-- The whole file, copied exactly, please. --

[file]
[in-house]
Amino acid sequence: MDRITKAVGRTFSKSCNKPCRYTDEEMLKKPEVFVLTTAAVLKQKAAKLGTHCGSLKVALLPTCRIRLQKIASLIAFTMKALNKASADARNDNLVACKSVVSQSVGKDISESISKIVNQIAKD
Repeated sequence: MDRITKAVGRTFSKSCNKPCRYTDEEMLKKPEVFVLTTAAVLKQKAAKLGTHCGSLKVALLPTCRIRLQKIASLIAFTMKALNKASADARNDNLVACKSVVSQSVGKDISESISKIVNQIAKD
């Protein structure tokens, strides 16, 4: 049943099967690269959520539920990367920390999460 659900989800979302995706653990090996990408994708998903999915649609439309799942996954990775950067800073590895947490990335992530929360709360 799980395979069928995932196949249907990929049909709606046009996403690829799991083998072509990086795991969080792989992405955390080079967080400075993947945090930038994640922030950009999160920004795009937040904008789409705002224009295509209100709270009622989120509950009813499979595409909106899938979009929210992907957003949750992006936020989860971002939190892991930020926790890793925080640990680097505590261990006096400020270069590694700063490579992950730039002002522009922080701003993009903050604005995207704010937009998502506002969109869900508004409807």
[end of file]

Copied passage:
[in-house]
Amino acid sequence: MDRITKAVGRTFSKSCNKPCRYTDEEMLKKPEVFVLTTAAVLKQKAAKLGTHCGSLKVALLPTCRIRLQKIASLIAFTMKALNKASADARNDNLVACKSVVSQSVGKDISESISKIVNQIAKD
Repeated sequence: MDRITKAVGRTFSKSCNKPCRYTDEEMLKKPEVFVLTTAAVLKQKAAKLGTHCGSLKVALLPTCRIRLQKIASLIAFTMKALNKASADARNDNLVACKSVVSQSVGKDISESISKIVNQIAKD
């Protein structure tokens, strides 16, 4: 049943099967690269959520539920990367920390999460 659900989800979302995706653990090996990408994708998903999915649609439309799942996954990775950067800073590895947490990335992530929360709360 799980395979069928995932196949249907990929049909709606046009996403690829799991083998072509990086795991969080792989992405955390080079967080400075993947945090930038994640922030950009999160920004795009937040904008789409705002224009295509209100709270009622989120509950009813499979595409909106899938979009929210992907957003949750992006936020989860971002939190892991930020926790890793925080640990680097505590261990006096400020270069590694700063490579992950730039002002522009922080701003993009903050604005995207704010937009998502506002969109869900508004409807």